verb (used with object)
Origin of butcher
Synonyms for butcher
- (of a girl or woman) having traits of personality, dress, behavior, or appearance usually associated with males.
- (of a male) decidedly or exaggeratedly masculine in manner or appearance.
Origin of butch
Related Words for butcherslaughter, mutilate, slayer, boner, skinner, processor, cut, clean, liquidate, salt, joint, cure, stick, smoke, carve, dress, destroy, wreck, spoil, botch
Examples from the Web for butcher
Contemporary Examples of butcher
They could fix things and grow things and work with animals and do medical things and butcher pigs and put up preserves.Tony Earley's Imaginary Friends
September 2, 2014
His family ran a butcher shop in a part of town so tough that their specialty was broken leg of lamb.Toledo: The Town Too Tough for Toxic Water
P. J. O’Rourke
August 4, 2014
It is sold by the pound, cut to order, and presented not on a plate but on a sheet of butcher paper.The Texas Church of Beef
Jane & Michael Stern
April 27, 2014
One is against a gynecologist who lives comfortably in southern France, but is known in Rwanda as the “butcher of Tumba.”France Convicts Rwanda Genocidaire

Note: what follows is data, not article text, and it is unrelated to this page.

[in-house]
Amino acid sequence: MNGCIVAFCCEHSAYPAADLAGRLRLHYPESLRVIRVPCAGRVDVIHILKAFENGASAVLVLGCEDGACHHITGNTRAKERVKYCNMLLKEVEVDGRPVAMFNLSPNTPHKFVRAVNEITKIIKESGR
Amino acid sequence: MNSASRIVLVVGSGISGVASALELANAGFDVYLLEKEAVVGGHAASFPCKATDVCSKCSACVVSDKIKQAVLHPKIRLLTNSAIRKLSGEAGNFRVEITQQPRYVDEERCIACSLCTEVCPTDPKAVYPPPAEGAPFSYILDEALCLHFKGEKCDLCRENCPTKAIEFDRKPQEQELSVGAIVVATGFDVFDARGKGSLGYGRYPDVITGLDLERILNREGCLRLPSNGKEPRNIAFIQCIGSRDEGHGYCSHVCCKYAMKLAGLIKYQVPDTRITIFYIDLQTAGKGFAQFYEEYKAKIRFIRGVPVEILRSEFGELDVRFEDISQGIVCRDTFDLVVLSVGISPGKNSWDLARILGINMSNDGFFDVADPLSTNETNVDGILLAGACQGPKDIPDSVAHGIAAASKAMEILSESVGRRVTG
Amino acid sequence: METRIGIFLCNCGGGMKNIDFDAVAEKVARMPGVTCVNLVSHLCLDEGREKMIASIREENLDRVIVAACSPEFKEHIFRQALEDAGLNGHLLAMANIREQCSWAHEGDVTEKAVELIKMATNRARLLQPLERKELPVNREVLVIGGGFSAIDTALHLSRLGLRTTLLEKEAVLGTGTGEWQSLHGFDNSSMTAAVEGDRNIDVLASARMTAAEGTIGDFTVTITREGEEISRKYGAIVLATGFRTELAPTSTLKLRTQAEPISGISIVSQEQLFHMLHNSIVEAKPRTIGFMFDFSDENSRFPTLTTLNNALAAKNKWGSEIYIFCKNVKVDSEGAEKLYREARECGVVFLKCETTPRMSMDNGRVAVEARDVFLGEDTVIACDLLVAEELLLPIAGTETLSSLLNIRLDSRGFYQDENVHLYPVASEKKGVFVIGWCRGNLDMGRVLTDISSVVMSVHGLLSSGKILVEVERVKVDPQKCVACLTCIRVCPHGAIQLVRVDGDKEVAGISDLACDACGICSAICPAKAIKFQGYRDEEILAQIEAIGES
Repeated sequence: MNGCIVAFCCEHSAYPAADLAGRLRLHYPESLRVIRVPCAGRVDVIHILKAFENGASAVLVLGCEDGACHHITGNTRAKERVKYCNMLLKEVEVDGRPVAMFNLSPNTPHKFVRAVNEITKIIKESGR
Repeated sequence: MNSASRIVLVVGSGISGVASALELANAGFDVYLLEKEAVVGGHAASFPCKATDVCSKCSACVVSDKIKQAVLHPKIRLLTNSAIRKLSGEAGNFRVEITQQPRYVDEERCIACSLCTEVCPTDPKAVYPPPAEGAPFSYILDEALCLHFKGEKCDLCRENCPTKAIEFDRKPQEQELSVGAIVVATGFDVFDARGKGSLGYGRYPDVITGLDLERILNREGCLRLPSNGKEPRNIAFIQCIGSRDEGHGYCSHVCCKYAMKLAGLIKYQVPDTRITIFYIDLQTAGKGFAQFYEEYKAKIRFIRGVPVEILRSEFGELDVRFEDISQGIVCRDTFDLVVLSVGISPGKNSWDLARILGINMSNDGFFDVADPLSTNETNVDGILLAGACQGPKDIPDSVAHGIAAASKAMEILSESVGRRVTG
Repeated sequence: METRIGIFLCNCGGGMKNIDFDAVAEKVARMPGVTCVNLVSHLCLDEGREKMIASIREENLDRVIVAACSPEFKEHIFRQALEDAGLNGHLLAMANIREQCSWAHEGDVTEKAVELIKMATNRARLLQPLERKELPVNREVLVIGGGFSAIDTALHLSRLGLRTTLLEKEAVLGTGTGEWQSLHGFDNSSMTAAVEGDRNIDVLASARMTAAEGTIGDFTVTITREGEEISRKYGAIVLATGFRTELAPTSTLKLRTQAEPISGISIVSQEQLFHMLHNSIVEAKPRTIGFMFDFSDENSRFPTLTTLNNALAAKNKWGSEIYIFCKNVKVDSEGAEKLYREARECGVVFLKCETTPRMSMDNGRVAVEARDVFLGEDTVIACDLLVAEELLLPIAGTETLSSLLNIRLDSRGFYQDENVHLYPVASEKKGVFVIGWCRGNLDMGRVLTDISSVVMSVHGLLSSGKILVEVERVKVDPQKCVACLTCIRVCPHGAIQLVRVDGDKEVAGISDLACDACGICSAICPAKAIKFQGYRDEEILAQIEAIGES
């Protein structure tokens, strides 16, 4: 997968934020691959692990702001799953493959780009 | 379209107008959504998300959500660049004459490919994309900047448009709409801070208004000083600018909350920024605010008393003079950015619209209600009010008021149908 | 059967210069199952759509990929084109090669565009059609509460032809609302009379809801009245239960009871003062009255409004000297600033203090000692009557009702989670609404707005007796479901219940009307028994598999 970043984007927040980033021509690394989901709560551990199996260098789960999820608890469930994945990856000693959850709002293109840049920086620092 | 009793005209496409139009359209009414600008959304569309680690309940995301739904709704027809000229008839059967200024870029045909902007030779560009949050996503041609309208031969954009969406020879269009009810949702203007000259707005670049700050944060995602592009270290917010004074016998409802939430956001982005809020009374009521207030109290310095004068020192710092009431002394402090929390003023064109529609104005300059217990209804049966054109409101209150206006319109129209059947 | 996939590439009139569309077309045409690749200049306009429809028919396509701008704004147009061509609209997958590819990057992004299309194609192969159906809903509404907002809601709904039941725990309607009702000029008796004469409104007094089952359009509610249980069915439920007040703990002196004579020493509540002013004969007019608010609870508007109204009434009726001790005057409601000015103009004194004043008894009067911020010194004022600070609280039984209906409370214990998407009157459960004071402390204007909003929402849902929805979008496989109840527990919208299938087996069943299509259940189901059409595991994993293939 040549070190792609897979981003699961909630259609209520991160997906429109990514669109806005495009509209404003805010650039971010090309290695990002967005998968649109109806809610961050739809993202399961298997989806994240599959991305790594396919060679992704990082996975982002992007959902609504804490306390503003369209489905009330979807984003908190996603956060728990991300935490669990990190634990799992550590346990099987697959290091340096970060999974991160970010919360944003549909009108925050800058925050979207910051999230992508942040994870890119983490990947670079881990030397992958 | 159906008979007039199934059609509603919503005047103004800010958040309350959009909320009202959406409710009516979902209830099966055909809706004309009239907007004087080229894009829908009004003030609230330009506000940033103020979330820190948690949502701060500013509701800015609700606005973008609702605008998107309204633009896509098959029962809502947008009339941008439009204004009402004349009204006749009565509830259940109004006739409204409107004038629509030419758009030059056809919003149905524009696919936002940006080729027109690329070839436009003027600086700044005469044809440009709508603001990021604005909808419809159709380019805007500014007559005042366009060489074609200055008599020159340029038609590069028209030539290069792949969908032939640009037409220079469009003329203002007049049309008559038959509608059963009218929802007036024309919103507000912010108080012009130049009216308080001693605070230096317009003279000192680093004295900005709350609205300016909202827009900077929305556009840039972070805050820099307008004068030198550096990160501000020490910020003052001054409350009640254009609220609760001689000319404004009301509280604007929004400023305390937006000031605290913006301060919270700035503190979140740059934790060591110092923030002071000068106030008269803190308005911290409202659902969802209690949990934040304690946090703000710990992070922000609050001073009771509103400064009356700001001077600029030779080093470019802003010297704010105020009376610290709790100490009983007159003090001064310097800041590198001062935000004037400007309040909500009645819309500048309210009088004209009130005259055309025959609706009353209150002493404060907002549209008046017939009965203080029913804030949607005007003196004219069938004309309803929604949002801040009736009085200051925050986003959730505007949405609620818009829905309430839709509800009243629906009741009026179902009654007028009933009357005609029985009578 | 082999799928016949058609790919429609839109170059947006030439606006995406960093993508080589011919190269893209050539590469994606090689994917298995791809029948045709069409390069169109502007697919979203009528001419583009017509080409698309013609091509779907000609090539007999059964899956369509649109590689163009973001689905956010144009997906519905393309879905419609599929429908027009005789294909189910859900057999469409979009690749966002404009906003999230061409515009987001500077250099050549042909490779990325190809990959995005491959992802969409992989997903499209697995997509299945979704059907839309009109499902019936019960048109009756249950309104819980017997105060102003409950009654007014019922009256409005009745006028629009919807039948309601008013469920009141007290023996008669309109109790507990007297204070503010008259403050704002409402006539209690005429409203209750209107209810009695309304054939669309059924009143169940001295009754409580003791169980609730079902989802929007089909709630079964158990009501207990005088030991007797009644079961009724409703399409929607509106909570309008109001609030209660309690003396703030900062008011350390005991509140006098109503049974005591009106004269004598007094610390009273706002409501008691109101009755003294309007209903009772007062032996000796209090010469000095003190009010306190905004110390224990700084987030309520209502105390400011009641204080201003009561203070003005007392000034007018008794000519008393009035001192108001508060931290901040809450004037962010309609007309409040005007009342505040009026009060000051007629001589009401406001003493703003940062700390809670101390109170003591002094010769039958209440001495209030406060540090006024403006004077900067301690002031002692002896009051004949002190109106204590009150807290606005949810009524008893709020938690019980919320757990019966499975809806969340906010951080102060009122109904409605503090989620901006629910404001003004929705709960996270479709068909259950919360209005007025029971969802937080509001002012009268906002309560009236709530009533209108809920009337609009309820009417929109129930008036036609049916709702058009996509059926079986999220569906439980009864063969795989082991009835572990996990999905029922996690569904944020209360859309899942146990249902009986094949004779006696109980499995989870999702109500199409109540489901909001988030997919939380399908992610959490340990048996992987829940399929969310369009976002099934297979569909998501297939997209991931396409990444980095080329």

March 14, 2014
One fateful night in 2009 a team of Navy SEALs grabbed the Butcher of Fallujah—and then everything went wrong.The Night the SEALS Captured the Butcher of Fallujah
November 11, 2013
Historical Examples of butcher
The retailer is the grocer, the butcher, or the green grocer.Woman's Institute Library of Cookery, Vol. 5
Woman's Institute of Domestic Arts and Sciences
My hands weighed two pounds each, and ought to have been at the butcher's.It Happened in Egypt
C. N. Williamson
"Good-night," he said, with an insolence far too fine for the butcher's comprehension.The Slave Of The Lamp
Henry Seton Merriman
It is meet that the same hand that slew my dear master should butcher me also!The Merry Adventures of Robin Hood
But the butcher had a sentiment for his business, and knew how to refine upon it.Life And Adventures Of Martin Chuzzlewit
Word Origin for butcher
Word Origin for butch
c.1300, from Anglo-French boucher, from Old French bochier "butcher, executioner" (12c., Modern French boucher), probably literally "slaughterer of goats," from bouc "male goat," from Frankish *bukk or some other Germanic source (see buck (n.1)) or Celtic *bukkos "he-goat." Figurative sense of "brutal murderer" is attested from 1520s. Butcher-knife attested from 18c. Related: Butcherly.
1560s, from butcher (n.). Related: Butchered; butchering. Re-nouned 1640s as butcherer.
"tough youth," 1902, first attested in nickname of U.S. outlaw George Cassidy (1866-?), probably an abbreviation of butcher (n.). Sense of "aggressive lesbian" is 1940s.